Given the fiscal performance of the papers' finance reporters, this view isn't surprising. But as a personal finance curative, this is pure Ebola. Your house is not a credit card. The last 36 months should have made this clear. Even if they hadn't, a house owned by somebody else is really not your credit card. The ed board "has long argued" that we can get around this second situation by "reducing the loans' principle principal balance," a move that would "restore some equity to borrowers" and "give them further incentive to hold on to their homes."

Never mind that this "incentive" is already gone, per the ed board's own scheme. If you've borrowed against your equity for life emergencies, you're back in the same boat, only deeper in debt. Can the same value (in a declining asset) be spent twice?

More to the point, why isn't the ed board objecting because renters (I hear there are one or two of those in the Times' hometown) don't have any positive equity in their properties? Renters have to make tough monthly payments too. Renters are equally subject to the vagaries of job loss; that's why the ed board, elsewhere in the same editorial, calls on the government to "make far more aggressive efforts to create jobs." So why should lenders have to give the gift of home equity to borrowers, when landlords are not required to give their renters ownership stakes in their apartment buildings? Why is an unemployed borrower-resident entitled to a "temporary program of loans or grants" when an unemployed renter is out of luck?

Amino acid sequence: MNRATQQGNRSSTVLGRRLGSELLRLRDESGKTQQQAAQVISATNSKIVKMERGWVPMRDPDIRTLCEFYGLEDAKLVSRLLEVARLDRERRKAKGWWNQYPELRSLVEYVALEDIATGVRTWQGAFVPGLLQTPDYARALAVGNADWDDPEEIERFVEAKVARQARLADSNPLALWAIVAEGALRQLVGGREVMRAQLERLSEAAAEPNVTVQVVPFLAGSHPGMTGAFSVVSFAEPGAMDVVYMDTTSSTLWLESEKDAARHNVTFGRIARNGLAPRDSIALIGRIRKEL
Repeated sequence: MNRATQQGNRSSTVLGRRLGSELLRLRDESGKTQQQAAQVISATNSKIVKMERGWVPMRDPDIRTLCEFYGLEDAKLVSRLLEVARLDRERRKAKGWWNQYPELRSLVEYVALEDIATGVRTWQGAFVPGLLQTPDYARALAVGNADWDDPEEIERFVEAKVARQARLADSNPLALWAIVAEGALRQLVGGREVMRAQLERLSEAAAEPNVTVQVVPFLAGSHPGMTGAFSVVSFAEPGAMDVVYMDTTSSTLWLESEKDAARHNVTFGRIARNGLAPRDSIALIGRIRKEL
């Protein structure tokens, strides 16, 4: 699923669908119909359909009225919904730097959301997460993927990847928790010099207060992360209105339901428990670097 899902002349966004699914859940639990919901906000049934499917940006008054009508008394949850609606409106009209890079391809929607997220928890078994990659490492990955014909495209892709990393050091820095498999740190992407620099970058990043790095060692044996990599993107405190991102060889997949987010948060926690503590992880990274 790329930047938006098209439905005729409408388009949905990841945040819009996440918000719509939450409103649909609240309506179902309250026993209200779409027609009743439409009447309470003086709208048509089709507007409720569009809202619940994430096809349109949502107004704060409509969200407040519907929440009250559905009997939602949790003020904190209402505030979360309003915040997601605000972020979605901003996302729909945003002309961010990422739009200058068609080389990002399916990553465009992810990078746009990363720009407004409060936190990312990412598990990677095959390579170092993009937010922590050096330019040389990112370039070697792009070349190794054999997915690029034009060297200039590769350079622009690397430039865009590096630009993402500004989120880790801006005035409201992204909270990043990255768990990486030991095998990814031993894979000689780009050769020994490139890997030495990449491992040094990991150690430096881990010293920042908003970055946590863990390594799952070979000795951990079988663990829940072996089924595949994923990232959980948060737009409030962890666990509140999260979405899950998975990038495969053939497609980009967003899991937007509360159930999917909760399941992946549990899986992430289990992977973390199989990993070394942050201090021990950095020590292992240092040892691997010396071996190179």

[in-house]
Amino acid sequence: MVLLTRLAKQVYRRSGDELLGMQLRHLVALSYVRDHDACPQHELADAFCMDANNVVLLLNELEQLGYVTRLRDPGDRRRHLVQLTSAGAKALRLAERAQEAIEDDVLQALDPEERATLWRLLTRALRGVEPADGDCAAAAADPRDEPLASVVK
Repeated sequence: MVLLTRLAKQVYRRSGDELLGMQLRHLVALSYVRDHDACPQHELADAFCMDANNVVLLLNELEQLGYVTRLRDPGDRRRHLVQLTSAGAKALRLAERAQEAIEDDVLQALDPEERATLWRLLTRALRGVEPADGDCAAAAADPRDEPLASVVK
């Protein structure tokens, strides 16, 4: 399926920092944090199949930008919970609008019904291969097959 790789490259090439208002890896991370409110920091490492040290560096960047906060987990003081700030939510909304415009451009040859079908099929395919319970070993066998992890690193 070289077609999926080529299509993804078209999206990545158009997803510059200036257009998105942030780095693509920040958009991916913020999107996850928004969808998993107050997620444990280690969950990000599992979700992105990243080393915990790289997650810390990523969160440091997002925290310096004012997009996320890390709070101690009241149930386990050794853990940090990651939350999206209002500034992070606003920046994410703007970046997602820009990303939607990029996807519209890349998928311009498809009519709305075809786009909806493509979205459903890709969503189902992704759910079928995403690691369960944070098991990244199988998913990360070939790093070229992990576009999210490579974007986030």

I weep not for the renter. But it's worth noting that there are still millions of renters in this country: Renters are 30 percent of the population -- far more numerous than the four million or even 15.4 million deadbeats who claim the ed board's sympathies. Many of these people could become homeowners too, if the market dropped another 30 percent or 50 percent. Is there some reason (other than that declining is clearly what the market wants to do and thus is unacceptable) that the interests of 30 percent of Americans don't figure into the ed board's calculations?